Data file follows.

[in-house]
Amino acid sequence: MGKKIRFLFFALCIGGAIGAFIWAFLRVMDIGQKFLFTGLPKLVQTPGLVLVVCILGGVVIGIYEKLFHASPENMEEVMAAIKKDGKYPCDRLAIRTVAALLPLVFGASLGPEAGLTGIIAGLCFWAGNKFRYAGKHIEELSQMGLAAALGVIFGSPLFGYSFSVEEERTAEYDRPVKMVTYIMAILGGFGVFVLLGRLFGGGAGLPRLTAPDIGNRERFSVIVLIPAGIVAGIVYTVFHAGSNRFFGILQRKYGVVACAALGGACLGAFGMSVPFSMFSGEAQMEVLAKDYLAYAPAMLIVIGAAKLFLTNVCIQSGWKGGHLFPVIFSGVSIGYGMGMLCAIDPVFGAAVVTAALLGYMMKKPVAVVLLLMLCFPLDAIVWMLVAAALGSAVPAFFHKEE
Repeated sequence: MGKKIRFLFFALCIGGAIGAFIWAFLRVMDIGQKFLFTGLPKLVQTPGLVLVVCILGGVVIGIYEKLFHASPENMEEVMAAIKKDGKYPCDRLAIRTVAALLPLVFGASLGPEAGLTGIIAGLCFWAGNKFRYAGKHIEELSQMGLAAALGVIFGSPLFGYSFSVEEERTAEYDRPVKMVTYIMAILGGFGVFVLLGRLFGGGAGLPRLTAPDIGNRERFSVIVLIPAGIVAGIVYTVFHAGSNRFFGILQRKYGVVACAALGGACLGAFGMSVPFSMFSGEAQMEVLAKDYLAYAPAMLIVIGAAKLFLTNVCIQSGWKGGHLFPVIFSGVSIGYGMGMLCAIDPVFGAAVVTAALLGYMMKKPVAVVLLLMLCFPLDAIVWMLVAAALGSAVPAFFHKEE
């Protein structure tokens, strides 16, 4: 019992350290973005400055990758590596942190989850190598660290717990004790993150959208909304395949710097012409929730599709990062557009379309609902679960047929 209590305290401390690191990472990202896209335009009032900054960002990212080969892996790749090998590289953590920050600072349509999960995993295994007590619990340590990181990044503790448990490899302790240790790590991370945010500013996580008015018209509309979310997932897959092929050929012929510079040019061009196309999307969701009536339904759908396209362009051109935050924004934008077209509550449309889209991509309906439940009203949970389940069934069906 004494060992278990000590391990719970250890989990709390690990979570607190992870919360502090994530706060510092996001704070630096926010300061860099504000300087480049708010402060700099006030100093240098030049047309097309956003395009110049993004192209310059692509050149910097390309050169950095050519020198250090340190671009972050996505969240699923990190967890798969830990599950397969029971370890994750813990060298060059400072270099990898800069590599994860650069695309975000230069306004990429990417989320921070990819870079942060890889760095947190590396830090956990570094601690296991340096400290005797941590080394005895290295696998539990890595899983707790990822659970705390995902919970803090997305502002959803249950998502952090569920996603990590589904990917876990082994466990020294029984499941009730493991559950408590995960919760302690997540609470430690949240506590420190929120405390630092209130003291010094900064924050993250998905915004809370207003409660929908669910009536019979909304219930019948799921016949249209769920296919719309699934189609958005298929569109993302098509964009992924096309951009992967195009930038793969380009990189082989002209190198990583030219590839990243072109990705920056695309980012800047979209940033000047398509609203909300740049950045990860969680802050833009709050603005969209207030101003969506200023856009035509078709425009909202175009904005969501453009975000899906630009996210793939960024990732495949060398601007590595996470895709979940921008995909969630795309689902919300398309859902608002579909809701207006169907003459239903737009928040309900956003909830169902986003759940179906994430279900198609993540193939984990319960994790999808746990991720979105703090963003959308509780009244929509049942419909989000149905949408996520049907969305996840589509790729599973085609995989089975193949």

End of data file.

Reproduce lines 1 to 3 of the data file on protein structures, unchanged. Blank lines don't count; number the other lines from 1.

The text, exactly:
[in-house]
Amino acid sequence: MGKKIRFLFFALCIGGAIGAFIWAFLRVMDIGQKFLFTGLPKLVQTPGLVLVVCILGGVVIGIYEKLFHASPENMEEVMAAIKKDGKYPCDRLAIRTVAALLPLVFGASLGPEAGLTGIIAGLCFWAGNKFRYAGKHIEELSQMGLAAALGVIFGSPLFGYSFSVEEERTAEYDRPVKMVTYIMAILGGFGVFVLLGRLFGGGAGLPRLTAPDIGNRERFSVIVLIPAGIVAGIVYTVFHAGSNRFFGILQRKYGVVACAALGGACLGAFGMSVPFSMFSGEAQMEVLAKDYLAYAPAMLIVIGAAKLFLTNVCIQSGWKGGHLFPVIFSGVSIGYGMGMLCAIDPVFGAAVVTAALLGYMMKKPVAVVLLLMLCFPLDAIVWMLVAAALGSAVPAFFHKEE
Repeated sequence: MGKKIRFLFFALCIGGAIGAFIWAFLRVMDIGQKFLFTGLPKLVQTPGLVLVVCILGGVVIGIYEKLFHASPENMEEVMAAIKKDGKYPCDRLAIRTVAALLPLVFGASLGPEAGLTGIIAGLCFWAGNKFRYAGKHIEELSQMGLAAALGVIFGSPLFGYSFSVEEERTAEYDRPVKMVTYIMAILGGFGVFVLLGRLFGGGAGLPRLTAPDIGNRERFSVIVLIPAGIVAGIVYTVFHAGSNRFFGILQRKYGVVACAALGGACLGAFGMSVPFSMFSGEAQMEVLAKDYLAYAPAMLIVIGAAKLFLTNVCIQSGWKGGHLFPVIFSGVSIGYGMGMLCAIDPVFGAAVVTAALLGYMMKKPVAVVLLLMLCFPLDAIVWMLVAAALGSAVPAFFHKEE